The new federal government's throne speech earlier this month included a pledge to "legalize, regulate and restrict access to marijuana," following up on a long-standing pledge by Justin Trudeau's Liberals.
The Liquor Control Board of Ontario, which has 650 stores across the province and a virtual monopoly on alcohol sales, has the experience and expertise to sell legalized marijuana in a responsible way, said Wynne.
"It makes sense to me that the liquor distribution mechanism that we have in place, the LCBO, is very well suited to putting into place the social responsibility aspects that would need to be in place," she said. "Obviously I don't know what the timeline is with the federal government, but it seems to me that using that distribution network of the LCBO...I think that makes a lot of sense."
Ontario Premier Kathleen Wynne. (Photo: The Canadian Press)
The LCBO said it would take direction from the province on how to proceed if the federal government follows through and legalizes recreational marijuana.
"Obviously we have been monitoring the situation and its potential implications," said LCBO spokeswoman Christine Bujold. "However, without federal legislative change and specific direction from the provincial government, it would be premature for us to work on any concrete operational plans."
The Ontario Public Service Employees Union said in November that marijuana should be sold in LCBO stores once it's legalized.
"Marijuana must be a controlled substance, and no one has more experience retailing controlled substances than the workers at the LCBO," said OPSEU president Smokey Thomas. "There needs to be a strong regulatory framework in place, including minimum age limits, a ban on marketing, and a plan to prevent cannabis-impaired driving."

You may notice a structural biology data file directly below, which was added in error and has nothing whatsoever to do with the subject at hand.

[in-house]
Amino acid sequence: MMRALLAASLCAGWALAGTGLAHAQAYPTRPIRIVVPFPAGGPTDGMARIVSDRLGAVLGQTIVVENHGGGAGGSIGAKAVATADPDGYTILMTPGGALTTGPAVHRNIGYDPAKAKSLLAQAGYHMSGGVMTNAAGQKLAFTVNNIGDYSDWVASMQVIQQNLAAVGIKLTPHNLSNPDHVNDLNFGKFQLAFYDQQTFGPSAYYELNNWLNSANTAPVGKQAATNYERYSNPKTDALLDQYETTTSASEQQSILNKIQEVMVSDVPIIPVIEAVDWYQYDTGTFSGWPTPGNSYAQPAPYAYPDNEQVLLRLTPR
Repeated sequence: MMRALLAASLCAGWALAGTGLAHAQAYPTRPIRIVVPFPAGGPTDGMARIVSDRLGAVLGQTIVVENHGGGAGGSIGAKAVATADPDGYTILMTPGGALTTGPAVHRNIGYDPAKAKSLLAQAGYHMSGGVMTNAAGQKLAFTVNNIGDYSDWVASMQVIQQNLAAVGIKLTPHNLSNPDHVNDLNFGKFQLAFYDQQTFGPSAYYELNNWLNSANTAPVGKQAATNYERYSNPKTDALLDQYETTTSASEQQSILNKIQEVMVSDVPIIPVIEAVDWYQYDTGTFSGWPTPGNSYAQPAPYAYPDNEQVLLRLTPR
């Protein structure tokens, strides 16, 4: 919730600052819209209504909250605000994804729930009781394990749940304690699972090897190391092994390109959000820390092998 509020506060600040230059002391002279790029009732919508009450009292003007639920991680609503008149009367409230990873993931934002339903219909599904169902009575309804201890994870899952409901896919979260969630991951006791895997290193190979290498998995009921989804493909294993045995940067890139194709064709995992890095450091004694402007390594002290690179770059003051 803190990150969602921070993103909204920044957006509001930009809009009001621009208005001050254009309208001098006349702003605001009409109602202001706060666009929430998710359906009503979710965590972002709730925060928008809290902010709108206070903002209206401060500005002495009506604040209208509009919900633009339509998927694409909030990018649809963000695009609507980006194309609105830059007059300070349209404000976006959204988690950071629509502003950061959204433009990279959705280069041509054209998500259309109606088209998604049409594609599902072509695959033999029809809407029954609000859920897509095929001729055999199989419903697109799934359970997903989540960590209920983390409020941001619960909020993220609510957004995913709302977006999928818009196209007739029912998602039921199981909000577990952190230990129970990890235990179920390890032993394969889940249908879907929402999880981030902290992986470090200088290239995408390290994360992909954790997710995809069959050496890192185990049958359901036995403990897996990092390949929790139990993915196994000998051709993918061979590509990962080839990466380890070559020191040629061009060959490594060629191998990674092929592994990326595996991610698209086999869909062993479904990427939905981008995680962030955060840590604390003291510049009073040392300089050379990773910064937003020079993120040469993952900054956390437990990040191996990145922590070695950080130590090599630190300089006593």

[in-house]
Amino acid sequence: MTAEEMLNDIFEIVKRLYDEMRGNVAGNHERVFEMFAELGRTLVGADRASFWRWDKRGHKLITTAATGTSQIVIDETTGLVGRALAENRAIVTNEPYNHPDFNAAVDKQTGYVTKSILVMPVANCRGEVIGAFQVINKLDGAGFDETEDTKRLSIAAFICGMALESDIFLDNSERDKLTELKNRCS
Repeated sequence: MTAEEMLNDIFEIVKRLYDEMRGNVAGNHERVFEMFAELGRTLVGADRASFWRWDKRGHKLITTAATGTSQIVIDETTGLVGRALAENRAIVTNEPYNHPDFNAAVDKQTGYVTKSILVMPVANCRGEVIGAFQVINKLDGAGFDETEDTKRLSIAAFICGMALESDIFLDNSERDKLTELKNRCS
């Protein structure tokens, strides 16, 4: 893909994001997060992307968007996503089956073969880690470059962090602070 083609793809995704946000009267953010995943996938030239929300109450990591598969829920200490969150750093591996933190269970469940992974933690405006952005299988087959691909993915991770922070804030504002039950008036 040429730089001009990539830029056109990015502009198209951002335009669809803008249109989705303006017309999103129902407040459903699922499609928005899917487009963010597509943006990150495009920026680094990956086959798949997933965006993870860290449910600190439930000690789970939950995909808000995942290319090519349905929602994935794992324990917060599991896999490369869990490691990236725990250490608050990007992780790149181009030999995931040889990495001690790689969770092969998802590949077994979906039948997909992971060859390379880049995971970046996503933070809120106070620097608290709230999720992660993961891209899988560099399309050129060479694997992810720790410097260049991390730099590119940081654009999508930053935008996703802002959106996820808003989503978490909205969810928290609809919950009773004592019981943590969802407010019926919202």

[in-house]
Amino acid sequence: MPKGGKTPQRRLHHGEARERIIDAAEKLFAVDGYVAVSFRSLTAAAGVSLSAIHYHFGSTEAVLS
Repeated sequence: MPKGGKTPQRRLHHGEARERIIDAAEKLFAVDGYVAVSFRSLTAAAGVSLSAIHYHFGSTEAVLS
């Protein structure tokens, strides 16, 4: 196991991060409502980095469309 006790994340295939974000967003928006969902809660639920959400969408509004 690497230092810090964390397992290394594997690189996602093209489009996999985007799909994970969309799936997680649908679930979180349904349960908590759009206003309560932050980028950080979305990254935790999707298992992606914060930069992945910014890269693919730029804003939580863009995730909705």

Wynne said other provinces are considering similar options to retail marijuana through their already-established distribution networks.
"No one has more experience retailing controlled substances than the workers at the LCBO."
The unions representing workers at government-owned and private liquor stores in British Columbia formed a partnership to advocate for the sale of legalized marijuana through the province's existing retail system for alcohol.
The federal Liberals first promised to legalize pot more than a year ago, when they were in opposition, prompting a barrage of Conservative attack ads that asserted marijuana would be sold to children through corner stores.
Officials say the first step in the path to legalization of marijuana will be to establish a provincial, territorial and federal task force to hear from public health, substance abuse and public safety experts.
Recreational marijuana is now legal in five American jurisdictions: Colorado, Alaska, Oregon, Washington state and Washington, D.C.
Pot activists Jody Emery and her husband Marc Emery, Canada's self-styled Prince of Pot, want Prime Minister Justin Trudeau to impose a moratorium on marijuana arrests while the government develops its policy to legalize pot.
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